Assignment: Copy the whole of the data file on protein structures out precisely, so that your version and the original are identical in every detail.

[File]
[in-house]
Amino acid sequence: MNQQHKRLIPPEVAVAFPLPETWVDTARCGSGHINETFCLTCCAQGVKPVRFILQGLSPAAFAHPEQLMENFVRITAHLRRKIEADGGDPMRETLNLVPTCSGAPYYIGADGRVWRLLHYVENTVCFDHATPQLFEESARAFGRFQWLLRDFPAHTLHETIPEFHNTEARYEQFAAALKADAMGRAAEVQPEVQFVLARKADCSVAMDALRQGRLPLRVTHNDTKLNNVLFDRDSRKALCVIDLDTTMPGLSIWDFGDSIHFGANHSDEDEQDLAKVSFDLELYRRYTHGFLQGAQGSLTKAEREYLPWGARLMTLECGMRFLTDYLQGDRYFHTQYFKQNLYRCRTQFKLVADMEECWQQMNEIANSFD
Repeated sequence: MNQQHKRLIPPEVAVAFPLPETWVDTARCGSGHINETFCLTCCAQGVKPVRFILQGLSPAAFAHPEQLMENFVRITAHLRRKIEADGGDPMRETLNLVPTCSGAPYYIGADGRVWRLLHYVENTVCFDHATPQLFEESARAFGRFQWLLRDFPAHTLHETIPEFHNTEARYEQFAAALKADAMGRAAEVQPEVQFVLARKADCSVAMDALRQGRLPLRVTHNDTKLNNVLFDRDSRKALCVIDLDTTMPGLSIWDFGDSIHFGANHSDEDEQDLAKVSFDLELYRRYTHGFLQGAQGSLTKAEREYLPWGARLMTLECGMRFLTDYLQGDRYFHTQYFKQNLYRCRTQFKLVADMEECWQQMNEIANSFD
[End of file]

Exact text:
[in-house]
Amino acid sequence: MNQQHKRLIPPEVAVAFPLPETWVDTARCGSGHINETFCLTCCAQGVKPVRFILQGLSPAAFAHPEQLMENFVRITAHLRRKIEADGGDPMRETLNLVPTCSGAPYYIGADGRVWRLLHYVENTVCFDHATPQLFEESARAFGRFQWLLRDFPAHTLHETIPEFHNTEARYEQFAAALKADAMGRAAEVQPEVQFVLARKADCSVAMDALRQGRLPLRVTHNDTKLNNVLFDRDSRKALCVIDLDTTMPGLSIWDFGDSIHFGANHSDEDEQDLAKVSFDLELYRRYTHGFLQGAQGSLTKAEREYLPWGARLMTLECGMRFLTDYLQGDRYFHTQYFKQNLYRCRTQFKLVADMEECWQQMNEIANSFD
Repeated sequence: MNQQHKRLIPPEVAVAFPLPETWVDTARCGSGHINETFCLTCCAQGVKPVRFILQGLSPAAFAHPEQLMENFVRITAHLRRKIEADGGDPMRETLNLVPTCSGAPYYIGADGRVWRLLHYVENTVCFDHATPQLFEESARAFGRFQWLLRDFPAHTLHETIPEFHNTEARYEQFAAALKADAMGRAAEVQPEVQFVLARKADCSVAMDALRQGRLPLRVTHNDTKLNNVLFDRDSRKALCVIDLDTTMPGLSIWDFGDSIHFGANHSDEDEQDLAKVSFDLELYRRYTHGFLQGAQGSLTKAEREYLPWGARLMTLECGMRFLTDYLQGDRYFHTQYFKQNLYRCRTQFKLVADMEECWQQMNEIANSFD